One of my favorite jokes about the difference between scientists and engineers is the one in which a scientist and an engineer are both put into a room with a pot of gold on the other side. They are given the rules of the challenge – the gold will be given to the person who reaches it first. There is one caveat – each contestant is limited to moving only half way to the goal with each turn.
The scientist gives up and claims that the goal is unreachable because the distance to the gold will never be zero. The engineer walks across the room, picks up the pot of gold and says – “I may not be able to get here, but I can get close enough.”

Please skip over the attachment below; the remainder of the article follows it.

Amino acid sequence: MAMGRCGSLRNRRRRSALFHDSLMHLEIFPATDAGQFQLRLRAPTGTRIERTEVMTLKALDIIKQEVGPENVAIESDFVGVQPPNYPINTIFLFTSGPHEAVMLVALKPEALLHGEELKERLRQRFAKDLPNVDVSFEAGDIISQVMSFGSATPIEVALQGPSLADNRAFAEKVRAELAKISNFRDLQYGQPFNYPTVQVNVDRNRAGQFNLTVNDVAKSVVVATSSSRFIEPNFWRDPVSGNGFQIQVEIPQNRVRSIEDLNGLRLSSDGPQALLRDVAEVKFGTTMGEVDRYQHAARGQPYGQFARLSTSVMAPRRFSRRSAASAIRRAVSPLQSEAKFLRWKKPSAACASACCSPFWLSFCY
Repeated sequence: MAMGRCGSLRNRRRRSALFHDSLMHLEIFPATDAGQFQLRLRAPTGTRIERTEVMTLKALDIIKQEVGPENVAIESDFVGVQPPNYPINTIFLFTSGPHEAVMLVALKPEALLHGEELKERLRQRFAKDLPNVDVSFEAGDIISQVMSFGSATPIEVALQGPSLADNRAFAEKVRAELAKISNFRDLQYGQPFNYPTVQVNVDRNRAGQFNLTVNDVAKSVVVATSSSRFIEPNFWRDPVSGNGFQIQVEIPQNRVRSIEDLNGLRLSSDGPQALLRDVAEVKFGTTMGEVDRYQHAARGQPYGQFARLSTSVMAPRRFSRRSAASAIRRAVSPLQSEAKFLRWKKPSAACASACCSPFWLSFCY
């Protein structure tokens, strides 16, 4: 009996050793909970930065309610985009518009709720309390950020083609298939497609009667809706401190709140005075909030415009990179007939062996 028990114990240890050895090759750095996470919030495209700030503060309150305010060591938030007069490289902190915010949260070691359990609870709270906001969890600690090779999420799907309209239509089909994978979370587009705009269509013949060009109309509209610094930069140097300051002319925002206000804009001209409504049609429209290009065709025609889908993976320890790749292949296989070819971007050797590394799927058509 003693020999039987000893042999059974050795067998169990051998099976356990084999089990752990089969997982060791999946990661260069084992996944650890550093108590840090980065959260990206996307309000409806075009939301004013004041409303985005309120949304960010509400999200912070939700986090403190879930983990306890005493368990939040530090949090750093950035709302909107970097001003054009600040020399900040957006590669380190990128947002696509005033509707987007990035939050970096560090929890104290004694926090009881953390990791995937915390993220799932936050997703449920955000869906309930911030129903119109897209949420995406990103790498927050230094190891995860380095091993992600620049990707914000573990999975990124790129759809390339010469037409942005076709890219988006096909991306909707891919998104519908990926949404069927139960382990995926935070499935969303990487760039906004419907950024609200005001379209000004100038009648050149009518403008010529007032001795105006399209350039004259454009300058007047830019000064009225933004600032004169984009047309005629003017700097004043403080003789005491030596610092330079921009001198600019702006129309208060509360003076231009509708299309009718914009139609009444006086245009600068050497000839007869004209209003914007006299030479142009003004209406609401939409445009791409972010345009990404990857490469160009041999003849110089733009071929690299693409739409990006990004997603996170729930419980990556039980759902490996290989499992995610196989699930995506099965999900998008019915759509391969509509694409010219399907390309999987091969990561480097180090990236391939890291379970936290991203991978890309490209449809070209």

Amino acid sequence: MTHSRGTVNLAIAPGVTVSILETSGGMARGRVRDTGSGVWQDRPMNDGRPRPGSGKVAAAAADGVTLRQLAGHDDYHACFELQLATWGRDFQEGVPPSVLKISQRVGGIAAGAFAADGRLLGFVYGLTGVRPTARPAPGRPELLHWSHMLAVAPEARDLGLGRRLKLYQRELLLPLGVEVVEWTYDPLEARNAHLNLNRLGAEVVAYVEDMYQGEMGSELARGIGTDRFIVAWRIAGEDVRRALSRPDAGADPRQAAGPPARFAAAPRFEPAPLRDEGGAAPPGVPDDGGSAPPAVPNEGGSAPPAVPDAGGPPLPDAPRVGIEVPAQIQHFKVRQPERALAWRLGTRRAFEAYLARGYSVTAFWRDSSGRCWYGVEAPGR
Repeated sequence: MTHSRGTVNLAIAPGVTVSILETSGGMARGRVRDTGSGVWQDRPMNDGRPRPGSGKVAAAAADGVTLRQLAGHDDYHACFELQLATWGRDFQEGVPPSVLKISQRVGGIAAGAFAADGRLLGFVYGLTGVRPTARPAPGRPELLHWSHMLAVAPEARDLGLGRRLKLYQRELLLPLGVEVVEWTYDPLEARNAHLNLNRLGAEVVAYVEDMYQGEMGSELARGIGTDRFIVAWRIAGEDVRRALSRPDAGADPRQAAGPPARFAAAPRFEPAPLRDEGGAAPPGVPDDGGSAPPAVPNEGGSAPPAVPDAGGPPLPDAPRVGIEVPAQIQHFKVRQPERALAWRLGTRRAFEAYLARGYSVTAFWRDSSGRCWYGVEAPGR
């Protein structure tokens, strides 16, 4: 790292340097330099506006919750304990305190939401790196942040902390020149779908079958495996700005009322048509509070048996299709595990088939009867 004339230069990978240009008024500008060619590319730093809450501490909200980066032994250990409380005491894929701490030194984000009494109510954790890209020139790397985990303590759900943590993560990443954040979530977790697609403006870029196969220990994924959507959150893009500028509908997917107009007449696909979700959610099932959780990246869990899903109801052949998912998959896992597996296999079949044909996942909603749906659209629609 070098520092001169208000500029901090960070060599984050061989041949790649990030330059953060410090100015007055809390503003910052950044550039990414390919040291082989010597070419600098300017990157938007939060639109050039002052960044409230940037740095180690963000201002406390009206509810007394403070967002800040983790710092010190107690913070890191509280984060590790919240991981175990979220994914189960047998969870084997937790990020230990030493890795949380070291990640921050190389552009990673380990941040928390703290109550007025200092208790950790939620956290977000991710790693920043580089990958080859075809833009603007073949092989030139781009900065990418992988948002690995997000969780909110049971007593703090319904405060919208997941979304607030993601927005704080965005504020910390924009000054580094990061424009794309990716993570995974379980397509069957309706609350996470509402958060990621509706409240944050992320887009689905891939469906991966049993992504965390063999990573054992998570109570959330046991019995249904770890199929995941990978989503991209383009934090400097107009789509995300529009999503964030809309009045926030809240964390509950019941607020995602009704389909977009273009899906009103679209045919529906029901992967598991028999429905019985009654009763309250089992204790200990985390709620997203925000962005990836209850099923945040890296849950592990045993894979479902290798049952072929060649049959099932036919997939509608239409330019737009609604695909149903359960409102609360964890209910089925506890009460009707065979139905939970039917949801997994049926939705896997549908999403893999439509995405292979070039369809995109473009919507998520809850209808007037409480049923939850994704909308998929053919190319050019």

During the question and answer session following the presentations at the American Chamber of Commerce in Japan (ACCJ) meeting on food safety, Dr. Allison, a life-long scientist, proves that some scientists recognize that close is often good enough. As he says in answer to a lengthy question from the audience, the risk from a dose of 100 mSv each year may not be zero. However, the life span survivor studies of the victims of Hiroshima and Nagasaki show that it is so close to zero that it is impossible to measure.
That study included a population of approximately 100,000 people monitored carefully for more than 50 years. It is difficult to conceive of a larger or more well followed study group.
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